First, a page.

Patricia Mamanyjun Torres, Director Mayi Harvests

Patricia Mamanyjun Torres, Director Mayi Harvests

Patricia (Pat) Mamanyjun Torres is the Director of Mayi Harvests, a sustainable, Indigenous Australian owned and operated agribusiness that wild harvests Australian Native Foods in the Kimberley to produce wellness products and gifts. Mayi Harvests range includes ‘Gabiny’ Kakadu Plum, Lemon Myrtle, Native Lemon Grass, Boab fruit, Native Peach ‘Quandong’, Sea Blite, and Native Wattle Seeds.

Following Pat’s family’s traditional methods of of wild harvesting throughout the six seasons found in the Kimberley of Western Australia Mayi Harvests produce freshly frozen and dried native foods and supply them across Australia as ingredients for food, drinks and cosmetics.

Preserving traditional land management practices informed by Kimberley Indigenous knowledge systems handed down over generations, and teaching others about their cultural knowledge, ensures a sustainable future for Mayi Harvests community and business, with respect for land and people at the heart of everything they do.

Pat is also a Director of First Nations Bushfood & Botanicals Alliance Australia and a Director of Milari Community Corporation.

What are the challenges you have faced as an Ancient Foods Indigenous business owner in a remote area?

Remoteness creates specific challenges for any food business. The cost of transportation is usually high. The lack of infrastructure to conduct HACCP certification to send goods overseas and the lack of options for printing and packaging in our local region are some of these challenges. There are several more which requires in depth studies to gather real data as evidence to substantiate funding and industry requirements for business success.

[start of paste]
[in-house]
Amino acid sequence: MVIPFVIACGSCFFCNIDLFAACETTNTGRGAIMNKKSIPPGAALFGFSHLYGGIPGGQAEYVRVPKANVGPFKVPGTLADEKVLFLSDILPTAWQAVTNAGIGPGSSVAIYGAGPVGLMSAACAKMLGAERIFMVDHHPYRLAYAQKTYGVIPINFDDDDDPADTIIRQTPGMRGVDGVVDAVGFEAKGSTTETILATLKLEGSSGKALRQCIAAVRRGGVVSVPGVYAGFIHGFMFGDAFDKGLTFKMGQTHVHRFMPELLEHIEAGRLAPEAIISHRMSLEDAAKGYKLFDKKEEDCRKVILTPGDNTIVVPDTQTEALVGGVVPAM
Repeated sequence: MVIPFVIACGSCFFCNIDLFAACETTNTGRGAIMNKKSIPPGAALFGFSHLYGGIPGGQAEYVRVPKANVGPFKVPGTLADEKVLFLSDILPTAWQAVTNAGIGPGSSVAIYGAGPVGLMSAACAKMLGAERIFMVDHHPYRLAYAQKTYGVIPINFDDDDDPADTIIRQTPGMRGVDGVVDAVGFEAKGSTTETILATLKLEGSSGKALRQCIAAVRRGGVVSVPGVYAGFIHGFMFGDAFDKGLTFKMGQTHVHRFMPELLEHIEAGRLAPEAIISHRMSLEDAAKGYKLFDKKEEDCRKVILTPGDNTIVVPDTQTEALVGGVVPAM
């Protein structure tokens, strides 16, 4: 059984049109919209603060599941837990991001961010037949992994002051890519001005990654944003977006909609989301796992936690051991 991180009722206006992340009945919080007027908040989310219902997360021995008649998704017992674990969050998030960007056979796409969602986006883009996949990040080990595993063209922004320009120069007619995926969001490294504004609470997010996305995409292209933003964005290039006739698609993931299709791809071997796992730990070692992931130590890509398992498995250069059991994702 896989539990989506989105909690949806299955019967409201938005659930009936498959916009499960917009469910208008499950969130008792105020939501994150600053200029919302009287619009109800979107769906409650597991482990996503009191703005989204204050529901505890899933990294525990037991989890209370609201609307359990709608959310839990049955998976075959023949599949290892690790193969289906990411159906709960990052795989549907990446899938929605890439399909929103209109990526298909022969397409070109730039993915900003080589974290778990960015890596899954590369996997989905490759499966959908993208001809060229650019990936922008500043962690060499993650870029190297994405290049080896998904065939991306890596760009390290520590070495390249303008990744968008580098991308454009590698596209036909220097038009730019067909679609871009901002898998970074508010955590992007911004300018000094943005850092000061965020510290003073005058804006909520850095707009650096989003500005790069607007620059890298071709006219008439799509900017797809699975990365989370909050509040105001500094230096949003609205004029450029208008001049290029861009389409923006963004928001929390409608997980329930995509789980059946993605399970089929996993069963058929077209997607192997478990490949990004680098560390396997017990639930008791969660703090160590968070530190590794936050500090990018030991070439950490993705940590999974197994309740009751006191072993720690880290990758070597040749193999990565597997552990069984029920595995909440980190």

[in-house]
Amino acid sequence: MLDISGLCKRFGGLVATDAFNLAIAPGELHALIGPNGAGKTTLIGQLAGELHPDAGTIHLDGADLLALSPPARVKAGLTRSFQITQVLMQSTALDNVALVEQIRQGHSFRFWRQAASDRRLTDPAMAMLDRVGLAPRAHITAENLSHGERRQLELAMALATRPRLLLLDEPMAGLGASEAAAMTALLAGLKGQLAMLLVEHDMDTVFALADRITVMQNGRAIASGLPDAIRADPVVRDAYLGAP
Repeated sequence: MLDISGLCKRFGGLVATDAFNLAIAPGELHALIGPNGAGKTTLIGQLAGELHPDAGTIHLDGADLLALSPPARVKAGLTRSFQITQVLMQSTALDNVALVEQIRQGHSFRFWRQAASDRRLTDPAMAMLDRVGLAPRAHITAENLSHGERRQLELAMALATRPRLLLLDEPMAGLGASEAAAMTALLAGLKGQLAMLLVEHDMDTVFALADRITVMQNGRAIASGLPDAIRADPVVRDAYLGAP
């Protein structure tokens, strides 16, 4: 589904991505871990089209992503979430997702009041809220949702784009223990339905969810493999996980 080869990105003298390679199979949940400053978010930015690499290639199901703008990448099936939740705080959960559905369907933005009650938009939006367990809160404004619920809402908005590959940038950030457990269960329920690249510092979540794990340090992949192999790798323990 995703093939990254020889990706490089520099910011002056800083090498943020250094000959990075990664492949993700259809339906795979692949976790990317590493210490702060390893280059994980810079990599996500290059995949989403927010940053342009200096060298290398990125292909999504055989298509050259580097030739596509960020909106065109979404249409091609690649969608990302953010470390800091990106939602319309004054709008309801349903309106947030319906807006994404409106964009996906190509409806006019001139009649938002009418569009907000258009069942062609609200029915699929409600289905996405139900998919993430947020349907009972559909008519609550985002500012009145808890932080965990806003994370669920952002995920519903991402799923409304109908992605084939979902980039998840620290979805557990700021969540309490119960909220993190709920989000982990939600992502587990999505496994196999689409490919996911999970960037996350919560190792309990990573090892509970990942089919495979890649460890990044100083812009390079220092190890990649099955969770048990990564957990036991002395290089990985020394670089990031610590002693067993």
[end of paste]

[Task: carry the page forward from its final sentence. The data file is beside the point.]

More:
What are the benefits of being involved in this industry?

The biggest benefit of being involved in agribusiness and Australia’s sovereign foods is that by conducting business within an area that is not only part of our First Nations heritage which for many of us is a ‘strength-based’ skill set, but, I also get to preserve the ancient knowledge and practices including First Nation language and cultural knowledge systems found within the ancient food system and our unique relationship with the lands on which we live and work.

What is the best practice collaborative and sustainable model for building the Ancient Foods industry?

The best practice model involves it being an Indigenous-led industry with respectful collaborative relationships with other Australians who acknowledge the effects of the past negative history of displacement and exclusions that have occurred, which has placed the First Nation businesses in an inequitable position in Australian society due to colonial frameworks and practices that disadvantage First Nation people and their businesses.

What this means is that First Nation businesses require special consideration to address the inequality that has occurred due to Australia’s policies and practices of the past. Concepts such as provenance, geographical indicators for specific species and language diversity needs to be respected and considered in branding and the point of difference for each regions story for their species. Wild harvest products have a different and higher value to plantation grown products and the industry requires levels of investment that considers the above.

How do you facilitate change so that diversity is respected?

First Nation communities and its ancient systems already acknowledges the importance of diversity through the kinship systems, language diversity and respect for differences amongst people-our systems are inclusive. Those communities impacted negatively due to Australia’s colonising past require a full understanding in how it has affected them. This includes Australia’s First Peoples and those who came to live in Australia from other countries during colonisation.

However, it is the mainstream systems, industry and government that need to be re-educated and to receive cross-cultural competence training to understand the true histories of Australia’s treatment of Australia’s First Peoples. It is the continuing effects of negative viewpoints, attitudes of privilege and restrictive policies and practices put upon First Nation businesses that needs to be acknowledged and changed so that we can also enjoy the rights and benefits of being Australian citizens.

Change needs to come from within each individual person who needs to acknowledge that they live in systems of dominance and privilege within the mainstream structures of our society, and must work actively to bring about change for the betterment of all humans within the nation and society for equity to be enjoyed.


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